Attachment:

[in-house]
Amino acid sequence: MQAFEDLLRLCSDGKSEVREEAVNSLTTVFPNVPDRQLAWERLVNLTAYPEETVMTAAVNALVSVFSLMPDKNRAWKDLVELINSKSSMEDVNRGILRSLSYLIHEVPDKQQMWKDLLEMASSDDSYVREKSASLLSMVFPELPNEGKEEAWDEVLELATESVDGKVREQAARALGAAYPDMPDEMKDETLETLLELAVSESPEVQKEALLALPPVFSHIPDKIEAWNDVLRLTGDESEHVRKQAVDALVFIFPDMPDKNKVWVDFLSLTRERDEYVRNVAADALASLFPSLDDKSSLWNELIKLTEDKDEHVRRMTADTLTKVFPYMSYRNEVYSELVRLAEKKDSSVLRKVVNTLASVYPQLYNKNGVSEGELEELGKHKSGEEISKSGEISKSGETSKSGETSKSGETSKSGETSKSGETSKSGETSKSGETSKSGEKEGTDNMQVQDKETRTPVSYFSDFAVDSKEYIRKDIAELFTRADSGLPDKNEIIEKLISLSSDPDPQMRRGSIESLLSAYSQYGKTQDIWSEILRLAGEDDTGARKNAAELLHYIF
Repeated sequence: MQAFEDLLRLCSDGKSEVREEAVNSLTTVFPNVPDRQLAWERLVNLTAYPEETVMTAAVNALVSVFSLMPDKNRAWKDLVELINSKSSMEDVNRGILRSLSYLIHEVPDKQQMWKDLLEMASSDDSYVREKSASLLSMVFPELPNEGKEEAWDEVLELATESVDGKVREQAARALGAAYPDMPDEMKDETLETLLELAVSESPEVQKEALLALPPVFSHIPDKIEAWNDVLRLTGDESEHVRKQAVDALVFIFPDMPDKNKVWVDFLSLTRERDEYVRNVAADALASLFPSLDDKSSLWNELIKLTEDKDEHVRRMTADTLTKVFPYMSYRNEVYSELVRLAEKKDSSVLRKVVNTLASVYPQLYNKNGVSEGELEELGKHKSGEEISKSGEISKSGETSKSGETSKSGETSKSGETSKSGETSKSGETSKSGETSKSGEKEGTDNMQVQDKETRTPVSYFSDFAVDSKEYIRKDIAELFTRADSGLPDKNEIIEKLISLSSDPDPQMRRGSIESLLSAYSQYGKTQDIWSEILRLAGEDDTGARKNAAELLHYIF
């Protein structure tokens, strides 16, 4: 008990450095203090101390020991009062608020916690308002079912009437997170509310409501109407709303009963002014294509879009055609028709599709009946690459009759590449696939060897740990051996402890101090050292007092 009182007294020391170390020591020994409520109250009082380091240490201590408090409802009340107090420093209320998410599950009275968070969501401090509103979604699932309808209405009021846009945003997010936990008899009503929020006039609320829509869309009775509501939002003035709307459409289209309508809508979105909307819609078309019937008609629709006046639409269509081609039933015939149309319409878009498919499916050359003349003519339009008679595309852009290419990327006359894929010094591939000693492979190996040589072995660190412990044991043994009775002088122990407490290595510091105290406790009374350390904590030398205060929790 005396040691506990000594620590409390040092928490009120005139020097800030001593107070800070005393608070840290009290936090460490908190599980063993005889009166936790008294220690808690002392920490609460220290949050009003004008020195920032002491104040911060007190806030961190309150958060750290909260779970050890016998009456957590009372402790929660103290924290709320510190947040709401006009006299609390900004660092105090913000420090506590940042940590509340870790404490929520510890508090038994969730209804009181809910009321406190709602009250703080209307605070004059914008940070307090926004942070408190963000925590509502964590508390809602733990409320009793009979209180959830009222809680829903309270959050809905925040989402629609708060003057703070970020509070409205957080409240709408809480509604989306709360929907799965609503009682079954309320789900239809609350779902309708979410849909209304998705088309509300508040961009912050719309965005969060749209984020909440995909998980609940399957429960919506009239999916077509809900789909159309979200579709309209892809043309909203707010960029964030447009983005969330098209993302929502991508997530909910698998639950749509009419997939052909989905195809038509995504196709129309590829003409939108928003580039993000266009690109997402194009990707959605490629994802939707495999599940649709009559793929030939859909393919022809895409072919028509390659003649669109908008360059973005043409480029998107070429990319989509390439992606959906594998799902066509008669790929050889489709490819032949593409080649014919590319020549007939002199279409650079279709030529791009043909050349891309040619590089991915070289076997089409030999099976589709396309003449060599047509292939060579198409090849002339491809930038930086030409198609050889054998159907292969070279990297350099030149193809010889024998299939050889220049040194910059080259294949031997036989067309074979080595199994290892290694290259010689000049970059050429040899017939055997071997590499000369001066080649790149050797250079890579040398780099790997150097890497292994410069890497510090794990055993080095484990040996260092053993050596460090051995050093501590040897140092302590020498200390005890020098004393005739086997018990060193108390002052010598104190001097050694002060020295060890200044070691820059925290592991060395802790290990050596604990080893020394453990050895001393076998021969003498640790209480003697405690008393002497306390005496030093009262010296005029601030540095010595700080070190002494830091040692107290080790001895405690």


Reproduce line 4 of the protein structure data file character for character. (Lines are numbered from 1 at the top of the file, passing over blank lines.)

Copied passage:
């Protein structure tokens, strides 16, 4: 008990450095203090101390020991009062608020916690308002079912009437997170509310409501109407709303009963002014294509879009055609028709599709009946690459009759590449696939060897740990051996402890101090050292007092 009182007294020391170390020591020994409520109250009082380091240490201590408090409802009340107090420093209320998410599950009275968070969501401090509103979604699932309808209405009021846009945003997010936990008899009503929020006039609320829509869309009775509501939002003035709307459409289209309508809508979105909307819609078309019937008609629709006046639409269509081609039933015939149309319409878009498919499916050359003349003519339009008679595309852009290419990327006359894929010094591939000693492979190996040589072995660190412990044991043994009775002088122990407490290595510091105290406790009374350390904590030398205060929790 005396040691506990000594620590409390040092928490009120005139020097800030001593107070800070005393608070840290009290936090460490908190599980063993005889009166936790008294220690808690002392920490609460220290949050009003004008020195920032002491104040911060007190806030961190309150958060750290909260779970050890016998009456957590009372402790929660103290924290709320510190947040709401006009006299609390900004660092105090913000420090506590940042940590509340870790404490929520510890508090038994969730209804009181809910009321406190709602009250703080209307605070004059914008940070307090926004942070408190963000925590509502964590508390809602733990409320009793009979209180959830009222809680829903309270959050809905925040989402629609708060003057703070970020509070409205957080409240709408809480509604989306709360929907799965609503009682079954309320789900239809609350779902309708979410849909209304998705088309509300508040961009912050719309965005969060749209984020909440995909998980609940399957429960919506009239999916077509809900789909159309979200579709309209892809043309909203707010960029964030447009983005969330098209993302929502991508997530909910698998639950749509009419997939052909989905195809038509995504196709129309590829003409939108928003580039993000266009690109997402194009990707959605490629994802939707495999599940649709009559793929030939859909393919022809895409072919028509390659003649669109908008360059973005043409480029998107070429990319989509390439992606959906594998799902066509008669790929050889489709490819032949593409080649014919590319020549007939002199279409650079279709030529791009043909050349891309040619590089991915070289076997089409030999099976589709396309003449060599047509292939060579198409090849002339491809930038930086030409198609050889054998159907292969070279990297350099030149193809010889024998299939050889220049040194910059080259294949031997036989067309074979080595199994290892290694290259010689000049970059050429040899017939055997071997590499000369001066080649790149050797250079890579040398780099790997150097890497292994410069890497510090794990055993080095484990040996260092053993050596460090051995050093501590040897140092302590020498200390005890020098004393005739086997018990060193108390002052010598104190001097050694002060020295060890200044070691820059925290592991060395802790290990050596604990080893020394453990050895001393076998021969003498640790209480003697405690008393002497306390005496030093009262010296005029601030540095010595700080070190002494830091040692107290080790001895405690």